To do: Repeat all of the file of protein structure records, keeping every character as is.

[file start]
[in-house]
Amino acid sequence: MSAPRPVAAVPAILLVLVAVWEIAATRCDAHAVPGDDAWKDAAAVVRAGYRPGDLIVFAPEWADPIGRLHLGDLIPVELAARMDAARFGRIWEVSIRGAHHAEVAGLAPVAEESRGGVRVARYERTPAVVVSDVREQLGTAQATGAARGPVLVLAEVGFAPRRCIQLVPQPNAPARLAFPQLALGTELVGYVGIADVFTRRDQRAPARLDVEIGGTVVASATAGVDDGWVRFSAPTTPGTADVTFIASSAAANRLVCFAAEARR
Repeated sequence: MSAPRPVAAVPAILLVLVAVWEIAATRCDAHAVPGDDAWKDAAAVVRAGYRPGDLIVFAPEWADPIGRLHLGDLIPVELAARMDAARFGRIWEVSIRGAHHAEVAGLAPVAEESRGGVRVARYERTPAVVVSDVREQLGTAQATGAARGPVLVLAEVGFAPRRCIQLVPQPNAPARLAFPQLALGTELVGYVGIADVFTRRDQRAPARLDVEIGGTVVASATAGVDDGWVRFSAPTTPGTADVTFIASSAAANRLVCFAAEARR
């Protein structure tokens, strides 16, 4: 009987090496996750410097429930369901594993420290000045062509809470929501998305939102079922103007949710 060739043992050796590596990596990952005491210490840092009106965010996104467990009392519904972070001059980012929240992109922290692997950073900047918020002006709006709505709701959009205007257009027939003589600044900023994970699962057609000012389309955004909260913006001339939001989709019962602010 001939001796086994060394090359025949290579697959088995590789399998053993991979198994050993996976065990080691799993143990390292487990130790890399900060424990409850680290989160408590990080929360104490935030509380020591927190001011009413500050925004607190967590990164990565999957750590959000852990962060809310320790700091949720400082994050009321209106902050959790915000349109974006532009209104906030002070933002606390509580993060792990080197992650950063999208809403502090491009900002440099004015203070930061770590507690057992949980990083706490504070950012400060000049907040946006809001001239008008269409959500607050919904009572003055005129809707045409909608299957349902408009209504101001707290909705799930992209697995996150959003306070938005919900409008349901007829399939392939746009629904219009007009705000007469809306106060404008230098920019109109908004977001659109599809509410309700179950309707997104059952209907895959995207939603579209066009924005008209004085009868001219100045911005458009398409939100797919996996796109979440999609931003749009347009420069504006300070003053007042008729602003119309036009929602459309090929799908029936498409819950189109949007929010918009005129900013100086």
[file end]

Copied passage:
[in-house]
Amino acid sequence: MSAPRPVAAVPAILLVLVAVWEIAATRCDAHAVPGDDAWKDAAAVVRAGYRPGDLIVFAPEWADPIGRLHLGDLIPVELAARMDAARFGRIWEVSIRGAHHAEVAGLAPVAEESRGGVRVARYERTPAVVVSDVREQLGTAQATGAARGPVLVLAEVGFAPRRCIQLVPQPNAPARLAFPQLALGTELVGYVGIADVFTRRDQRAPARLDVEIGGTVVASATAGVDDGWVRFSAPTTPGTADVTFIASSAAANRLVCFAAEARR
Repeated sequence: MSAPRPVAAVPAILLVLVAVWEIAATRCDAHAVPGDDAWKDAAAVVRAGYRPGDLIVFAPEWADPIGRLHLGDLIPVELAARMDAARFGRIWEVSIRGAHHAEVAGLAPVAEESRGGVRVARYERTPAVVVSDVREQLGTAQATGAARGPVLVLAEVGFAPRRCIQLVPQPNAPARLAFPQLALGTELVGYVGIADVFTRRDQRAPARLDVEIGGTVVASATAGVDDGWVRFSAPTTPGTADVTFIASSAAANRLVCFAAEARR
């Protein structure tokens, strides 16, 4: 009987090496996750410097429930369901594993420290000045062509809470929501998305939102079922103007949710 060739043992050796590596990596990952005491210490840092009106965010996104467990009392519904972070001059980012929240992109922290692997950073900047918020002006709006709505709701959009205007257009027939003589600044900023994970699962057609000012389309955004909260913006001339939001989709019962602010 001939001796086994060394090359025949290579697959088995590789399998053993991979198994050993996976065990080691799993143990390292487990130790890399900060424990409850680290989160408590990080929360104490935030509380020591927190001011009413500050925004607190967590990164990565999957750590959000852990962060809310320790700091949720400082994050009321209106902050959790915000349109974006532009209104906030002070933002606390509580993060792990080197992650950063999208809403502090491009900002440099004015203070930061770590507690057992949980990083706490504070950012400060000049907040946006809001001239008008269409959500607050919904009572003055005129809707045409909608299957349902408009209504101001707290909705799930992209697995996150959003306070938005919900409008349901007829399939392939746009629904219009007009705000007469809306106060404008230098920019109109908004977001659109599809509410309700179950309707997104059952209907895959995207939603579209066009924005008209004085009868001219100045911005458009398409939100797919996996796109979440999609931003749009347009420069504006300070003053007042008729602003119309036009929602459309090929799908029936498409819950189109949007929010918009005129900013100086």